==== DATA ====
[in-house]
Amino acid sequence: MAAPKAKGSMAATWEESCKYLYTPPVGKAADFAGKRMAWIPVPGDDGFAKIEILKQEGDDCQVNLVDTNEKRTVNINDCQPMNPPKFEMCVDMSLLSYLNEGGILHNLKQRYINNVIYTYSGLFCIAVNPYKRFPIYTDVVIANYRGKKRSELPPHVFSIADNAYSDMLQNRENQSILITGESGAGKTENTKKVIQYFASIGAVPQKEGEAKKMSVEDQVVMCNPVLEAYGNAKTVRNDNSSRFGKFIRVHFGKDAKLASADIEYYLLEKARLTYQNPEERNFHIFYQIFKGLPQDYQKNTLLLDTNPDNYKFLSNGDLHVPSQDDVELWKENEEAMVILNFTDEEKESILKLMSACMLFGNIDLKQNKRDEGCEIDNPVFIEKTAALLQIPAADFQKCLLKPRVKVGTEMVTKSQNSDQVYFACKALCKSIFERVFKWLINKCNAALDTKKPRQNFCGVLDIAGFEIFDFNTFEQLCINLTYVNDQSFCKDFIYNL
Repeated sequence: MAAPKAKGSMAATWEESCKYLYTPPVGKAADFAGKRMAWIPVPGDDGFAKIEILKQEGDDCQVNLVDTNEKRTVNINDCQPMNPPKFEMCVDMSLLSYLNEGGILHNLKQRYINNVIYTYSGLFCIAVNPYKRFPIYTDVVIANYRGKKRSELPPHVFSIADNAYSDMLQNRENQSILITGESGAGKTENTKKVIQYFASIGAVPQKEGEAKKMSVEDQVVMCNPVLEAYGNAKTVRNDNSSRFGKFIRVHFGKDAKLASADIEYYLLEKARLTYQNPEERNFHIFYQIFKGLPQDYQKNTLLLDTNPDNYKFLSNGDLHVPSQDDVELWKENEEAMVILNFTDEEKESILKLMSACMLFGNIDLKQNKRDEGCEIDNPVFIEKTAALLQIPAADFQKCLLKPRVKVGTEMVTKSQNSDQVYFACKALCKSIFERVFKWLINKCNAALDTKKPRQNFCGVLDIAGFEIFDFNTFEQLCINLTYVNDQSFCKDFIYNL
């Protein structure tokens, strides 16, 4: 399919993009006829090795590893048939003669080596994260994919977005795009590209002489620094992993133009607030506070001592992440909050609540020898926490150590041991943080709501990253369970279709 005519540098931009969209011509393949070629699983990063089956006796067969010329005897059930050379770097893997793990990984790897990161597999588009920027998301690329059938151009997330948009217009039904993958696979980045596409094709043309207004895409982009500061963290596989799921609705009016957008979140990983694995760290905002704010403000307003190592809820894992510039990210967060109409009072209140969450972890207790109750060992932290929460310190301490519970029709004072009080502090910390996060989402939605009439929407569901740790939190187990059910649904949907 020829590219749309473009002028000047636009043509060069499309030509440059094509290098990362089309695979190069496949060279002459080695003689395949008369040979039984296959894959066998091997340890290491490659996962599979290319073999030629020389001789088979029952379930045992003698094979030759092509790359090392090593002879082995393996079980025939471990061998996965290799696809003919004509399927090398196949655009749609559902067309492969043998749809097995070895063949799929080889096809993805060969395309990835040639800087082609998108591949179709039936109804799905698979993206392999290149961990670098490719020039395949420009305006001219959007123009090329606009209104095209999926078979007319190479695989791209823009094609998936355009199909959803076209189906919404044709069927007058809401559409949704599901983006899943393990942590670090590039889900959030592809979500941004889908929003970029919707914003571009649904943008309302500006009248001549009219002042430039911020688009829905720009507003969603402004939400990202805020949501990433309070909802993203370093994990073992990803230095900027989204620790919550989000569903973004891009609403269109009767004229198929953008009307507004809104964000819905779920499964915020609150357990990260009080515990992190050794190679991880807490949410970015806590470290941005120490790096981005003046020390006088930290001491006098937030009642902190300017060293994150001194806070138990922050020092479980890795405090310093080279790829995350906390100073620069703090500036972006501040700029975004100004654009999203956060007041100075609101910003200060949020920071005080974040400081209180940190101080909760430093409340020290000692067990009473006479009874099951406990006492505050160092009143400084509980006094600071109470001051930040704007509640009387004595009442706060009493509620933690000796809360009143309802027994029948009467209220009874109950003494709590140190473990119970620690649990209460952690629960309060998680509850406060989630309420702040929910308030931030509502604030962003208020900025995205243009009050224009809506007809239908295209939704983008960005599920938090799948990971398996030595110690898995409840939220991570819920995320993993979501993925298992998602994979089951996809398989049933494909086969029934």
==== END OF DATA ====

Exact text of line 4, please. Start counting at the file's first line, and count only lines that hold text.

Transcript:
């Protein structure tokens, strides 16, 4: 399919993009006829090795590893048939003669080596994260994919977005795009590209002489620094992993133009607030506070001592992440909050609540020898926490150590041991943080709501990253369970279709 005519540098931009969209011509393949070629699983990063089956006796067969010329005897059930050379770097893997793990990984790897990161597999588009920027998301690329059938151009997330948009217009039904993958696979980045596409094709043309207004895409982009500061963290596989799921609705009016957008979140990983694995760290905002704010403000307003190592809820894992510039990210967060109409009072209140969450972890207790109750060992932290929460310190301490519970029709004072009080502090910390996060989402939605009439929407569901740790939190187990059910649904949907 020829590219749309473009002028000047636009043509060069499309030509440059094509290098990362089309695979190069496949060279002459080695003689395949008369040979039984296959894959066998091997340890290491490659996962599979290319073999030629020389001789088979029952379930045992003698094979030759092509790359090392090593002879082995393996079980025939471990061998996965290799696809003919004509399927090398196949655009749609559902067309492969043998749809097995070895063949799929080889096809993805060969395309990835040639800087082609998108591949179709039936109804799905698979993206392999290149961990670098490719020039395949420009305006001219959007123009090329606009209104095209999926078979007319190479695989791209823009094609998936355009199909959803076209189906919404044709069927007058809401559409949704599901983006899943393990942590670090590039889900959030592809979500941004889908929003970029919707914003571009649904943008309302500006009248001549009219002042430039911020688009829905720009507003969603402004939400990202805020949501990433309070909802993203370093994990073992990803230095900027989204620790919550989000569903973004891009609403269109009767004229198929953008009307507004809104964000819905779920499964915020609150357990990260009080515990992190050794190679991880807490949410970015806590470290941005120490790096981005003046020390006088930290001491006098937030009642902190300017060293994150001194806070138990922050020092479980890795405090310093080279790829995350906390100073620069703090500036972006501040700029975004100004654009999203956060007041100075609101910003200060949020920071005080974040400081209180940190101080909760430093409340020290000692067990009473006479009874099951406990006492505050160092009143400084509980006094600071109470001051930040704007509640009387004595009442706060009493509620933690000796809360009143309802027994029948009467209220009874109950003494709590140190473990119970620690649990209460952690629960309060998680509850406060989630309420702040929910308030931030509502604030962003208020900025995205243009009050224009809506007809239908295209939704983008960005599920938090799948990971398996030595110690898995409840939220991570819920995320993993979501993925298992998602994979089951996809398989049933494909086969029934």